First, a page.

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“Hopefully sooner rather than later we’ll have a better idea about how much cardiac injury occurs in athletes who are not as ill with COVID-19. We will learn about the effectiveness of our current screening procedures. We’ll let the science drive us. But in terms of the evidence and published science out there right now, the data are pretty minimal and limited right now.”

Eduardo Rodriguez watched a Red Sox intrasquad game from a Fenway Park suite in July.
Eduardo Rodriguez watched a Red Sox intrasquad game from a Fenway Park suite in July.Jim Davis/Globe Staff

The limited data pool in turn means that there isn’t a definitive playbook to follow, a notion acknowledged by the Red Sox in the case of Rodríguez.

“There’s no precedent for this,” chief baseball officer Chaim Bloom said at the end of the season. “There’s such a limited history of athletes with myocarditis, there’s no history of athletes with COVID myocarditis, and we need to make sure we’re putting Eddie’s health first and foremost.”

The Red Sox appear to be following standard practices for treating athletes who experience myocarditis that isn’t the product of COVID. The prescription of three months of rest is standard for athletes diagnosed with myocarditis. For now, that same period of inactivity — which Kim said yields a full recovery of the heart in the majority of cases — is being prescribed for those who develop myocarditis after testing positive for COVID-19.

“Although uncertainties persist, our current recommendation is that if an athlete has to be restricted from sports due to clear cardiac involvement from COVID, we’re aligning with our current return-to-play myocarditis recommendations. Right now, there’s no evidence to say that you can’t try to get [athletes] back [to physical activity] once you get to that minimum three-month time line. We’re following that algorithm right now,” said Kim. “Now, for an athlete, three months away from sport is obviously a long time, so you’re going to have to have a slow, graded return to sport … But the myocarditis is resolved at that point. So really it’s just a matter of conditioning as long as the repeated testing shows the myocarditis has resolved.”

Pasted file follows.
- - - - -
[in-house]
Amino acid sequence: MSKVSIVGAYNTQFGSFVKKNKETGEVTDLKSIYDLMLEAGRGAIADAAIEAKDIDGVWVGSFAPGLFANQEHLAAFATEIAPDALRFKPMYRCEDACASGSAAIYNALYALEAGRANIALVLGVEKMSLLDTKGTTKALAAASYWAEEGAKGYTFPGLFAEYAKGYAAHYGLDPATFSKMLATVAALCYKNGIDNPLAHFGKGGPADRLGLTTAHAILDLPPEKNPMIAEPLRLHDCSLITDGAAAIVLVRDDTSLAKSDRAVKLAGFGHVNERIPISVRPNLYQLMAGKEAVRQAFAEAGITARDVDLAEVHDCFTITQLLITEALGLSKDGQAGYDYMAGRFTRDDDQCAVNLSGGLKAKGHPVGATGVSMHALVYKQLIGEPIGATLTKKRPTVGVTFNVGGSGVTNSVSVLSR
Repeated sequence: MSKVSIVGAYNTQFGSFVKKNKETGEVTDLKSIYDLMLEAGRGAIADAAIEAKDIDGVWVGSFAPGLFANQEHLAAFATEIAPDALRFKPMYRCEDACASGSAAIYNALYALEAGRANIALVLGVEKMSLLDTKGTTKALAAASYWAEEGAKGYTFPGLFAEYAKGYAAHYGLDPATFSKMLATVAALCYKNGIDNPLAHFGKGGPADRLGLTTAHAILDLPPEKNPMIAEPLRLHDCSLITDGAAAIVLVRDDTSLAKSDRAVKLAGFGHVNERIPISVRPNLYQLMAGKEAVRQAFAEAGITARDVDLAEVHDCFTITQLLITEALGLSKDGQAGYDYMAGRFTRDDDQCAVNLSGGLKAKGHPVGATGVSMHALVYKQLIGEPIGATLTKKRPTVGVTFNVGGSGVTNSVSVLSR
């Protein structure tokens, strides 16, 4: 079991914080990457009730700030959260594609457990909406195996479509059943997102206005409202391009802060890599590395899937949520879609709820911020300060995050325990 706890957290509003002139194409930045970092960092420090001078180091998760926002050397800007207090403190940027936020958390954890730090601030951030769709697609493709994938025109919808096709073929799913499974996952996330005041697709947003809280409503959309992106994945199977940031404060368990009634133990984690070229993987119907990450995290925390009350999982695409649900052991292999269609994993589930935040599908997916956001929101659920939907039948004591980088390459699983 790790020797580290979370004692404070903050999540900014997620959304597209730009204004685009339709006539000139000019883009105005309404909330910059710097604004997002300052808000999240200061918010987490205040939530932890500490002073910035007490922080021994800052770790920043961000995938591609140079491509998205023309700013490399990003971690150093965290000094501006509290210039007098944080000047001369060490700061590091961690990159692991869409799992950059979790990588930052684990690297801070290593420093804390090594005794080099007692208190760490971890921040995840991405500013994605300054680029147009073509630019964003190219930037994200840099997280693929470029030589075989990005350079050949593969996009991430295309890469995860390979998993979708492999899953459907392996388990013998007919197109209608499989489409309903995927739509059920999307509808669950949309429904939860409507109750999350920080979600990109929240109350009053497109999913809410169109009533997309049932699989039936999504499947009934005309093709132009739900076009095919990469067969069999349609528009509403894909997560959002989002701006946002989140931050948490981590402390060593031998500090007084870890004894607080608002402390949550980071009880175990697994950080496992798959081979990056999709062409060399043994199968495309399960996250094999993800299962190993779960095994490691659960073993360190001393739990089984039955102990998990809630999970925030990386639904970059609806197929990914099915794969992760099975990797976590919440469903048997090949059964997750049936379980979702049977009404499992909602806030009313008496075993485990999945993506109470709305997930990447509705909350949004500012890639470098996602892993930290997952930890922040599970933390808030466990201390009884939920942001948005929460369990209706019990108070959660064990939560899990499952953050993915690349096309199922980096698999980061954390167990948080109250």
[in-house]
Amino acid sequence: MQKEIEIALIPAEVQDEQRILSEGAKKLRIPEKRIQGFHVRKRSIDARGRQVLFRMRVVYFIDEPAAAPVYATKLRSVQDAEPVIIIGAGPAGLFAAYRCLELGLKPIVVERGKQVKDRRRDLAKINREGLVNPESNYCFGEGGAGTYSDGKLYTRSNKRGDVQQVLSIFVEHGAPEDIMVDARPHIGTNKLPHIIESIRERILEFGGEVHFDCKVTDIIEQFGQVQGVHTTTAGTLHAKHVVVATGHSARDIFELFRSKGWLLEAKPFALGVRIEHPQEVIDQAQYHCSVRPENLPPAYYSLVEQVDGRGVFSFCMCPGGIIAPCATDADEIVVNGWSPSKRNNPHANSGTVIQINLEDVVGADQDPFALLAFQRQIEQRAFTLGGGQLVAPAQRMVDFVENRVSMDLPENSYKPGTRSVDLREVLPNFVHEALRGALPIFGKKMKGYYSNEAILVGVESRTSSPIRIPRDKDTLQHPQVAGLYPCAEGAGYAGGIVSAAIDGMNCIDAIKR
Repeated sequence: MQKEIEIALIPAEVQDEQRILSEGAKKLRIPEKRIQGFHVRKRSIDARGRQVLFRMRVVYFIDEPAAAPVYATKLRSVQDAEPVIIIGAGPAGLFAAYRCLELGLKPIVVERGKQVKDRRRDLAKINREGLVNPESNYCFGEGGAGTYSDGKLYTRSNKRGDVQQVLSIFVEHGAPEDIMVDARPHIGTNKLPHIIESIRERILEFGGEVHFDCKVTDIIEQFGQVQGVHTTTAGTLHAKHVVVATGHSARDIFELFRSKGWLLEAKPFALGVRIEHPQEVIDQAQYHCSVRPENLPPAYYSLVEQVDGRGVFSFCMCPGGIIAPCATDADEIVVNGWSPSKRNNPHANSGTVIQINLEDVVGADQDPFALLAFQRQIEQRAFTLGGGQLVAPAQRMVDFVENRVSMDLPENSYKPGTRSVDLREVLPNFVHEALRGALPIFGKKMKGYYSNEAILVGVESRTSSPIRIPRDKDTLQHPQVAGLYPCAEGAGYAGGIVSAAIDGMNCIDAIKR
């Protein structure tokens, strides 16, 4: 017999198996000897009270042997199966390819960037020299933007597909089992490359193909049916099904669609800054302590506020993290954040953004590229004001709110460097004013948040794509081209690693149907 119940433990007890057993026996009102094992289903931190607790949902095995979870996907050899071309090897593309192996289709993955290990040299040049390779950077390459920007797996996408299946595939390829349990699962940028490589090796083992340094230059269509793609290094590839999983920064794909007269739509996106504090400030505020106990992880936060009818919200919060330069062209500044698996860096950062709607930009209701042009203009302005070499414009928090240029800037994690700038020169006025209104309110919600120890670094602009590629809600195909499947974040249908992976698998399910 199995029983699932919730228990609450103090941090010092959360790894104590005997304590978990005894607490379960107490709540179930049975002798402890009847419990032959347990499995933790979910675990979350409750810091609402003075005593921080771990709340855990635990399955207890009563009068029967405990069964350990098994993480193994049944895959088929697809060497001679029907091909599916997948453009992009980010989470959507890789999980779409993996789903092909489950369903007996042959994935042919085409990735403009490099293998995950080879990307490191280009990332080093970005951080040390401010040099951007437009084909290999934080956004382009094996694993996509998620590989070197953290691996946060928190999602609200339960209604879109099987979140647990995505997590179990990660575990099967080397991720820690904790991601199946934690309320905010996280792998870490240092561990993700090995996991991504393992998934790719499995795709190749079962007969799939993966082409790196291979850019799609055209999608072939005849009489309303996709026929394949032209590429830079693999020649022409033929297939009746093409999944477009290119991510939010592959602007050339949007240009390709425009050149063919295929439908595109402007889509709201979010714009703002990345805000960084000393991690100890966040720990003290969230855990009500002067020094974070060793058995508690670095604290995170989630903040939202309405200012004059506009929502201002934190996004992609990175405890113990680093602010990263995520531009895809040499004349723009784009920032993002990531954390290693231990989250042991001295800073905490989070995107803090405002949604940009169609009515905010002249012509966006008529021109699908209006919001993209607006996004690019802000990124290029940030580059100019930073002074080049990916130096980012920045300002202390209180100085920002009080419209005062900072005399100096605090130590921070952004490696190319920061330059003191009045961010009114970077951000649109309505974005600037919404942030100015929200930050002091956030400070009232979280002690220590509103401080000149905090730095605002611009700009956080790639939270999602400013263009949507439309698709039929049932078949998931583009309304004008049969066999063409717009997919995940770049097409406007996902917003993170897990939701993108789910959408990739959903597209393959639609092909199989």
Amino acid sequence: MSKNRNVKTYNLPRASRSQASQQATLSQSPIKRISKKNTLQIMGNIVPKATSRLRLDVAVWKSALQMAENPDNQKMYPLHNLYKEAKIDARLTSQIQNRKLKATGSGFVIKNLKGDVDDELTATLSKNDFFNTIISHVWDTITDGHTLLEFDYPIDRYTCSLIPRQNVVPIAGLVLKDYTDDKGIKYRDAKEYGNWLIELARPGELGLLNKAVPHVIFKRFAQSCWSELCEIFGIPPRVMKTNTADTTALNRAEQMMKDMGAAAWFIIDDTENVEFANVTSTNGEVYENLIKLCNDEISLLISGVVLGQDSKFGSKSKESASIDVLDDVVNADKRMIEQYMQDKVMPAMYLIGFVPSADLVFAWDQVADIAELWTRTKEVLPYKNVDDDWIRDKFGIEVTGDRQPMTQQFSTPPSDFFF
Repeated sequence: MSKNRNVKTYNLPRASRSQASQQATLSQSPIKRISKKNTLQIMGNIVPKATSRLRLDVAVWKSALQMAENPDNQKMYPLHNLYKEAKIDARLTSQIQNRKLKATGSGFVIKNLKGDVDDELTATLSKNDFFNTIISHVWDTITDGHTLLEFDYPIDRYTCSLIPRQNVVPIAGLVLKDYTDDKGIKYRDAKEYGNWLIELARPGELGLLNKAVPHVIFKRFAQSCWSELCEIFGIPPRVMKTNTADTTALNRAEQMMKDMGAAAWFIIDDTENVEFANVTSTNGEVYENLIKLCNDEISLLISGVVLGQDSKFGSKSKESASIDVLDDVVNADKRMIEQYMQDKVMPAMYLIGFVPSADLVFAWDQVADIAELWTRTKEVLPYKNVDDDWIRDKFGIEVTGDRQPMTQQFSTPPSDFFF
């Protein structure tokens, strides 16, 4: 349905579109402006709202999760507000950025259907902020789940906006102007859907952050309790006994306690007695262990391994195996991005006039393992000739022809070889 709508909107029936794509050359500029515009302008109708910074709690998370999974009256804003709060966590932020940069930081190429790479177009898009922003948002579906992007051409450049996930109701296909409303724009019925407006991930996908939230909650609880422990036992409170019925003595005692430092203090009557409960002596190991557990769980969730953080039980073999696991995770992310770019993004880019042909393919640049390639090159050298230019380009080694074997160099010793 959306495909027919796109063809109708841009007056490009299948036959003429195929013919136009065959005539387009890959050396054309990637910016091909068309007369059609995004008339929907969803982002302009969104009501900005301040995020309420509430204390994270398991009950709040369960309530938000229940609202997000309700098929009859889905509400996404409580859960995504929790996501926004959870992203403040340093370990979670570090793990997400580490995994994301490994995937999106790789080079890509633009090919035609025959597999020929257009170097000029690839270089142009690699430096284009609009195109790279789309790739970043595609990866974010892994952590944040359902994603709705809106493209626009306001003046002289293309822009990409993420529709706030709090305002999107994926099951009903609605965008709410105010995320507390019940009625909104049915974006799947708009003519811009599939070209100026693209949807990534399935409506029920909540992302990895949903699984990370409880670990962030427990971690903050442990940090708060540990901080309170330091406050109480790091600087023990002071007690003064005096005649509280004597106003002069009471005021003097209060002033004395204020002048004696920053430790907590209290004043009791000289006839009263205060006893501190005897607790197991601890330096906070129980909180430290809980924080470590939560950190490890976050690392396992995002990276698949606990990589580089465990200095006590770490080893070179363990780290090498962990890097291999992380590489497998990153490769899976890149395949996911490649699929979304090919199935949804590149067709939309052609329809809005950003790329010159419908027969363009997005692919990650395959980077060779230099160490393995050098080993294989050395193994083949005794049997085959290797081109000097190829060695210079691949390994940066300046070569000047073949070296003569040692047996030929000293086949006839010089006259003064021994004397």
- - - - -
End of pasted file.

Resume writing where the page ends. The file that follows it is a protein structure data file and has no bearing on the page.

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So long as Rodríguez is free of myocardial inflammation, it’s expected that he can begin a carefully regulated offseason strength and conditioning program in the coming weeks — starting with walking on a treadmill.

That step will represent a modest beginning, and increases in his conditioning program will occur incrementally. That said, with four months until the scheduled reporting date for spring training, a normal course of recovery from a three-month shutdown for myocarditis could still afford enough time for Rodríguez to be ready for the 2021 season.

The Red Sox won’t take that outcome for granted. Pitching coach Dave Bush spoke prior to the end of the season about the possibility that Rodríguez — who made a major league-leading 34 starts in 2019 while logging a career-high 203⅓ innings — might have workload restrictions in 2021 after not pitching this year.

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Yet for a pitcher who found his inability to pitch wrenching — “Man, I really miss playing so bad,” he tweeted in August — the medical feedback has offered grounds for hope.

“[Rodríguez] is really excited, to be honest with you,” said Pucino. “He’s following a strict training regimen and just making sure he does whatever the doctors tell him to do. He’ll be ready, 100 percent. We’re very confident about that.”


Alex Speier can be reached at alex.speier@globe.com. Follow him on twitter at @alexspeier.